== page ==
William J. Ponsford, Jr., Plaintiff/appellant, v. United States of America, and Mary C. Romero, Charles Dietz,robert Hernandez, Thomas Mccarthy, Donna Carroll,agents And/or Officers of the Internalrevenue Service, Defendants/appellees, 771 F.2d 1305 (9th Cir. 1985)Annotate this Case
Submitted Aug. 7, 1985*.Decided Sept. 18, 1985
William J. Ponsford, Jr., Juneau, Alaska, for plaintiff/appellant.
John P. Griffin, Dept. of Justice, Washington, D.C., for defendants/appellees.
Appeal from United States District Court for the District of Alaska.
Before: WRIGHT, POOLE, and HALL, Circuit Judges.
CYNTHIA HOLCOMB HALL, Circuit Judge:
Plaintiff-appellant William J. Ponsford challenges the district court's refusal to quash five Internal Revenue Service (IRS) summonses issued under 26 U.S.C. § 76021 in connection with an investigation of Ponsford's failure to file tax returns for the years 1977 through 1982. We affirm.
On February 28, 1984 summonses were issued to B.M. Behrends Bank (Behrends Bank), and Rhine Stone & Plastering Co. (Rhine Stone) to produce certain documents and records for use in the IRS investigation. On March 19, 1984, Ponsford filed a petition to quash these two summonses. The IRS's response to Ponsford's motion to quash explained the IRS's purpose in issuing the Behrends Bank summons, the relevancy of the material sought to the Ponsford investigation, and attested that the IRS had complied with administrative requirements and did not have the materials sought in its possession. The response contained no such information as to the Rhine Stone summons.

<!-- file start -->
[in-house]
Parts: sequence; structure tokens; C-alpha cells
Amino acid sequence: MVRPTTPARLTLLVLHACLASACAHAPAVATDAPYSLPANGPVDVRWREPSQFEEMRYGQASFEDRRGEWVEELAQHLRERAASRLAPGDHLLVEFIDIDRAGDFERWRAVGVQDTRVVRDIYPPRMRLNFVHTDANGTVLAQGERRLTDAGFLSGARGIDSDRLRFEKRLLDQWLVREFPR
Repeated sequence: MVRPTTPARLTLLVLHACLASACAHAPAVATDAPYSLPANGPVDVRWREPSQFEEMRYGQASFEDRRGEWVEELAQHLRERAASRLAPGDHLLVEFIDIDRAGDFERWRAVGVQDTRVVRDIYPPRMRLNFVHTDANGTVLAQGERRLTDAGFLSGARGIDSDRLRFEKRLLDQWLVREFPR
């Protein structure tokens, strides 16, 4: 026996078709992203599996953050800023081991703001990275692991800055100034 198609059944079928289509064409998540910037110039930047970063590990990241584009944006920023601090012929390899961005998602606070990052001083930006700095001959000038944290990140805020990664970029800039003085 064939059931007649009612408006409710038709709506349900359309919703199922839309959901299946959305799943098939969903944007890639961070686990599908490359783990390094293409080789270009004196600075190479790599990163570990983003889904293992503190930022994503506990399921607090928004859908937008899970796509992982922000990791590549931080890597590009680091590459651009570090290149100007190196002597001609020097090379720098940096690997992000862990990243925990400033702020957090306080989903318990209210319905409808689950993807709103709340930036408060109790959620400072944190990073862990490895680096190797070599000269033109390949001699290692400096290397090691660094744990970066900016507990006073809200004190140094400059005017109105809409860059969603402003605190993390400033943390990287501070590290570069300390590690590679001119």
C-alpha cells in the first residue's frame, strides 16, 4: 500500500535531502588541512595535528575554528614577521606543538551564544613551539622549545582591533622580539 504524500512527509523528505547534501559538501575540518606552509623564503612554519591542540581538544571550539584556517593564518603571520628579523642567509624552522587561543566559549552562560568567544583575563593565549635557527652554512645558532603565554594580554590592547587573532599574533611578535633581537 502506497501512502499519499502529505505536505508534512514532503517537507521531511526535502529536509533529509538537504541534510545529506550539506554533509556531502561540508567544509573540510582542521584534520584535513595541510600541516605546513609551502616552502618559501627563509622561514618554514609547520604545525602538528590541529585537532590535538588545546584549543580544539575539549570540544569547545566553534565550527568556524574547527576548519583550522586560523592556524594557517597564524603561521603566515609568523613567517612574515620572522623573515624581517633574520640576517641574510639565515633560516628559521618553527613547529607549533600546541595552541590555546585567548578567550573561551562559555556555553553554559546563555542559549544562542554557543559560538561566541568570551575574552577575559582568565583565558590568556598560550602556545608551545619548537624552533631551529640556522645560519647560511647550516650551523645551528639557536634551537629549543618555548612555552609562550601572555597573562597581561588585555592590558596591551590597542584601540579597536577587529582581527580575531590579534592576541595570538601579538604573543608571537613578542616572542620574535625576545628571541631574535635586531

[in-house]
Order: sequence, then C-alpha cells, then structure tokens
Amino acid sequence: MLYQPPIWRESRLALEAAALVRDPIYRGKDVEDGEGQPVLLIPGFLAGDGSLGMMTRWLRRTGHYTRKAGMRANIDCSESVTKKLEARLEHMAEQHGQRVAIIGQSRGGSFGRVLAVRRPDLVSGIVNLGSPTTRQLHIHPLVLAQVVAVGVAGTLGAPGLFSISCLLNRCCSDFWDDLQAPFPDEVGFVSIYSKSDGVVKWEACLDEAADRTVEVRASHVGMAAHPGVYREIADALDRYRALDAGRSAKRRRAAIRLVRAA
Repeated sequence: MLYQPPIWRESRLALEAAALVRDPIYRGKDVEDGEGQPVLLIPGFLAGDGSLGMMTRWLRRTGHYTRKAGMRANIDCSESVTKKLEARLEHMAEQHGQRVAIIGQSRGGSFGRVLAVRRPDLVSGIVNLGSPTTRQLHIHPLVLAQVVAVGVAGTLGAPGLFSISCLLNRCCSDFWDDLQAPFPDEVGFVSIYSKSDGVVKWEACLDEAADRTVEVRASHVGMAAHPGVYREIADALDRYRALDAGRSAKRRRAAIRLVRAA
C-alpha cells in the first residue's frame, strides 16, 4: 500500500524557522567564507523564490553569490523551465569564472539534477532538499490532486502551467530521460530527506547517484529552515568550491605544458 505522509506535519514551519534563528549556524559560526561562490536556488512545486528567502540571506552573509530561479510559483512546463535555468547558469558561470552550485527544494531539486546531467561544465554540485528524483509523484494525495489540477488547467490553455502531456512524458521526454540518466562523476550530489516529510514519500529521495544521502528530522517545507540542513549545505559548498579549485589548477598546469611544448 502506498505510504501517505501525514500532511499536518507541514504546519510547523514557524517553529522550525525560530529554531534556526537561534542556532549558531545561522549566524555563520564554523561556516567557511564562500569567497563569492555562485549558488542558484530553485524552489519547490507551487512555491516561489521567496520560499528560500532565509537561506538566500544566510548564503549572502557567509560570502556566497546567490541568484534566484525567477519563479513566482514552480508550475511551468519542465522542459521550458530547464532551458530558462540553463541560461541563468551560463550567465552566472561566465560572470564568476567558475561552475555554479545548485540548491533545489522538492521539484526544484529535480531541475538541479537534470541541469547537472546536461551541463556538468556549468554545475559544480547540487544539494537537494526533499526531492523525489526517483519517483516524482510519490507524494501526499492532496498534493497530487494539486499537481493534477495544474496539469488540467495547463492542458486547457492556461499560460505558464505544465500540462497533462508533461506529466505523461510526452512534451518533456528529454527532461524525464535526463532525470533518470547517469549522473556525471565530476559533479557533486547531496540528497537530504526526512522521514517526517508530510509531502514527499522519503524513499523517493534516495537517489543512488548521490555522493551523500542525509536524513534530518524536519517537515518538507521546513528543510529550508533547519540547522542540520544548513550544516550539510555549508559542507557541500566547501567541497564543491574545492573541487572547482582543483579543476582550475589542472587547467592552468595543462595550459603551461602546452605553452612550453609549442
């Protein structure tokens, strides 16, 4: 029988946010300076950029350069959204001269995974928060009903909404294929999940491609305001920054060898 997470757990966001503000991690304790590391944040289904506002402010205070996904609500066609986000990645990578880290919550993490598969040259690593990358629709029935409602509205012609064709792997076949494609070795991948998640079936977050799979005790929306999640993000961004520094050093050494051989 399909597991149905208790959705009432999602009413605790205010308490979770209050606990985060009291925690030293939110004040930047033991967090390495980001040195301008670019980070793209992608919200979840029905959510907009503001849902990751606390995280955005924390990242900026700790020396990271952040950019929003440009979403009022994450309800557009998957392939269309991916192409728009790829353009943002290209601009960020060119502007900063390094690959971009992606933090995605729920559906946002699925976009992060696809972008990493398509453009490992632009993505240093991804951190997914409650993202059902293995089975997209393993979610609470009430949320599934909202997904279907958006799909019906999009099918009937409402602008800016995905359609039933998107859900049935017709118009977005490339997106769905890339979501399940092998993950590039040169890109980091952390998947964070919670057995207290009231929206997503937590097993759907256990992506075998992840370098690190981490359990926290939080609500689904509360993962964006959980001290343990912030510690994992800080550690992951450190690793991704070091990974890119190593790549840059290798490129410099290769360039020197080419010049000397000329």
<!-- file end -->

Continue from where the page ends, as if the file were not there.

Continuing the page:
On April 23, 1984, while the motion to quash was still pending, summonses were also issued to the National Bank of Alaska, The First National Bank of Anchorage, and the Fedalaska Credit Union (hereinafter the "April 23 summonses"). On June 19, 1984, Ponsford filed a reply to the government's response to the petition to quash which included a request that the district court address the April 23 summonses as part of the action before it.
The district court, without discussion, denied Ponsford's request to consider the April 23 summonses. The district court also denied Ponsford's petition to quash. The district court's order spoke exclusively to the Behrends Bank summons, although Ponsford's petition addressed the Behrends Bank and Rhine Stone summonses. In ruling on the Behrends Bank summons the district court found that the IRS had met its burden of establishing the legitimacy of the investigation and the relationship between the materials sought and the investigation. The district court also noted that Ponsford's assertion that the IRS lacked jurisdiction over him was frivolous. Ponsford filed a timely appeal.
STANDARD OF REVIEW